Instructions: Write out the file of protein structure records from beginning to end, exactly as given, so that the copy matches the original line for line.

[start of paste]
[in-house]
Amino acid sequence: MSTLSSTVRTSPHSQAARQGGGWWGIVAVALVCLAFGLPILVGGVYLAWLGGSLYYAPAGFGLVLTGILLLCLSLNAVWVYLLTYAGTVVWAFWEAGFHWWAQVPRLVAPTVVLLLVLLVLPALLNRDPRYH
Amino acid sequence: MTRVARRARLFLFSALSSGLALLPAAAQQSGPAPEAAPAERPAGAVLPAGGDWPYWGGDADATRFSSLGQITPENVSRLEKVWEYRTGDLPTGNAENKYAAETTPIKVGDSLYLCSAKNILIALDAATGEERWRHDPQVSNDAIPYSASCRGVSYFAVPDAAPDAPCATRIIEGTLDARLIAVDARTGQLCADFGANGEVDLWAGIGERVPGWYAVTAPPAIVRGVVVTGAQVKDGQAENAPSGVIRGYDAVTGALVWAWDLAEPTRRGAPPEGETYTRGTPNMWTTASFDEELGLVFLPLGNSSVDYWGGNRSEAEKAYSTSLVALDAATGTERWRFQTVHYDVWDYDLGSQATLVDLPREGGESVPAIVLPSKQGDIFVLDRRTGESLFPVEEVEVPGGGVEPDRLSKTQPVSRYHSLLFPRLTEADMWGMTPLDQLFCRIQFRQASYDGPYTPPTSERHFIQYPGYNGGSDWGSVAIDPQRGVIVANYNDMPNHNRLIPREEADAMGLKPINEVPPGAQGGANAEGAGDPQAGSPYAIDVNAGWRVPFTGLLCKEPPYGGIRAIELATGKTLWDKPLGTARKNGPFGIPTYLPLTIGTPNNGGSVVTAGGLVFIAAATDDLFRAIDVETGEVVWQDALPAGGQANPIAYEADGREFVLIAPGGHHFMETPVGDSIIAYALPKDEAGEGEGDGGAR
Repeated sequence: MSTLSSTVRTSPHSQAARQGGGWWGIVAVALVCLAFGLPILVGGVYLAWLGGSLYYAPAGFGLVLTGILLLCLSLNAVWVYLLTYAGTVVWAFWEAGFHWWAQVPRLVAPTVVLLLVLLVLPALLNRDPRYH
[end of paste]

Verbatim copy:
[in-house]
Amino acid sequence: MSTLSSTVRTSPHSQAARQGGGWWGIVAVALVCLAFGLPILVGGVYLAWLGGSLYYAPAGFGLVLTGILLLCLSLNAVWVYLLTYAGTVVWAFWEAGFHWWAQVPRLVAPTVVLLLVLLVLPALLNRDPRYH
Amino acid sequence: MTRVARRARLFLFSALSSGLALLPAAAQQSGPAPEAAPAERPAGAVLPAGGDWPYWGGDADATRFSSLGQITPENVSRLEKVWEYRTGDLPTGNAENKYAAETTPIKVGDSLYLCSAKNILIALDAATGEERWRHDPQVSNDAIPYSASCRGVSYFAVPDAAPDAPCATRIIEGTLDARLIAVDARTGQLCADFGANGEVDLWAGIGERVPGWYAVTAPPAIVRGVVVTGAQVKDGQAENAPSGVIRGYDAVTGALVWAWDLAEPTRRGAPPEGETYTRGTPNMWTTASFDEELGLVFLPLGNSSVDYWGGNRSEAEKAYSTSLVALDAATGTERWRFQTVHYDVWDYDLGSQATLVDLPREGGESVPAIVLPSKQGDIFVLDRRTGESLFPVEEVEVPGGGVEPDRLSKTQPVSRYHSLLFPRLTEADMWGMTPLDQLFCRIQFRQASYDGPYTPPTSERHFIQYPGYNGGSDWGSVAIDPQRGVIVANYNDMPNHNRLIPREEADAMGLKPINEVPPGAQGGANAEGAGDPQAGSPYAIDVNAGWRVPFTGLLCKEPPYGGIRAIELATGKTLWDKPLGTARKNGPFGIPTYLPLTIGTPNNGGSVVTAGGLVFIAAATDDLFRAIDVETGEVVWQDALPAGGQANPIAYEADGREFVLIAPGGHHFMETPVGDSIIAYALPKDEAGEGEGDGGAR
Repeated sequence: MSTLSSTVRTSPHSQAARQGGGWWGIVAVALVCLAFGLPILVGGVYLAWLGGSLYYAPAGFGLVLTGILLLCLSLNAVWVYLLTYAGTVVWAFWEAGFHWWAQVPRLVAPTVVLLLVLLVLPALLNRDPRYH